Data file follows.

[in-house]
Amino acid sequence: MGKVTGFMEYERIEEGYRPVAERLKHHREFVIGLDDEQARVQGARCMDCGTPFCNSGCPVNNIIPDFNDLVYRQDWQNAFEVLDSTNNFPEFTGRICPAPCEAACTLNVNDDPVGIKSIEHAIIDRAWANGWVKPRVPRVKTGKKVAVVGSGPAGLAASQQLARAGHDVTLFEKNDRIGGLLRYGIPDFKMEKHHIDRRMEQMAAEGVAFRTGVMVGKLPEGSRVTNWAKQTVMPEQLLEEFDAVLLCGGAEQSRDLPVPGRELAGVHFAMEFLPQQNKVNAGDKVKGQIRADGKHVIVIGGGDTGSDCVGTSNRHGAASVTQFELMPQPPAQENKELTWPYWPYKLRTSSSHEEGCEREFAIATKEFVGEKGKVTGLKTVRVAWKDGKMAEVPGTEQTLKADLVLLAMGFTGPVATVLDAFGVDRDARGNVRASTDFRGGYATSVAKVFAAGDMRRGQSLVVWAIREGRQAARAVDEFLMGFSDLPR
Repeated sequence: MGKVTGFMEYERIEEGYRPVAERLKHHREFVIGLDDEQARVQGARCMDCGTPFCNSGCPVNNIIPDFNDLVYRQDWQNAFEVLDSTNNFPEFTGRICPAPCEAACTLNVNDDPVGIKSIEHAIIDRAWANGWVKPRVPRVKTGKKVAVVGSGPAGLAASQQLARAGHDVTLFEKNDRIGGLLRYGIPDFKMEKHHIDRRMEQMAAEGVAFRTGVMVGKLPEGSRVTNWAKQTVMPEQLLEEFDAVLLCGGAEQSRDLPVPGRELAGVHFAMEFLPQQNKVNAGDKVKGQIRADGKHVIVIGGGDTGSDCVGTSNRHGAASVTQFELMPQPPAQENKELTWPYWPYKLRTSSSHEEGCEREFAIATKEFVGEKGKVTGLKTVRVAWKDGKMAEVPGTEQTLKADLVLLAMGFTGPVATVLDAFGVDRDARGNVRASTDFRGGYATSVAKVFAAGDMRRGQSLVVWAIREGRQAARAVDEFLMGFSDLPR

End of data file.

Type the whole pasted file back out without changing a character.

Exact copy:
[in-house]
Amino acid sequence: MGKVTGFMEYERIEEGYRPVAERLKHHREFVIGLDDEQARVQGARCMDCGTPFCNSGCPVNNIIPDFNDLVYRQDWQNAFEVLDSTNNFPEFTGRICPAPCEAACTLNVNDDPVGIKSIEHAIIDRAWANGWVKPRVPRVKTGKKVAVVGSGPAGLAASQQLARAGHDVTLFEKNDRIGGLLRYGIPDFKMEKHHIDRRMEQMAAEGVAFRTGVMVGKLPEGSRVTNWAKQTVMPEQLLEEFDAVLLCGGAEQSRDLPVPGRELAGVHFAMEFLPQQNKVNAGDKVKGQIRADGKHVIVIGGGDTGSDCVGTSNRHGAASVTQFELMPQPPAQENKELTWPYWPYKLRTSSSHEEGCEREFAIATKEFVGEKGKVTGLKTVRVAWKDGKMAEVPGTEQTLKADLVLLAMGFTGPVATVLDAFGVDRDARGNVRASTDFRGGYATSVAKVFAAGDMRRGQSLVVWAIREGRQAARAVDEFLMGFSDLPR
Repeated sequence: MGKVTGFMEYERIEEGYRPVAERLKHHREFVIGLDDEQARVQGARCMDCGTPFCNSGCPVNNIIPDFNDLVYRQDWQNAFEVLDSTNNFPEFTGRICPAPCEAACTLNVNDDPVGIKSIEHAIIDRAWANGWVKPRVPRVKTGKKVAVVGSGPAGLAASQQLARAGHDVTLFEKNDRIGGLLRYGIPDFKMEKHHIDRRMEQMAAEGVAFRTGVMVGKLPEGSRVTNWAKQTVMPEQLLEEFDAVLLCGGAEQSRDLPVPGRELAGVHFAMEFLPQQNKVNAGDKVKGQIRADGKHVIVIGGGDTGSDCVGTSNRHGAASVTQFELMPQPPAQENKELTWPYWPYKLRTSSSHEEGCEREFAIATKEFVGEKGKVTGLKTVRVAWKDGKMAEVPGTEQTLKADLVLLAMGFTGPVATVLDAFGVDRDARGNVRASTDFRGGYATSVAKVFAAGDMRRGQSLVVWAIREGRQAARAVDEFLMGFSDLPR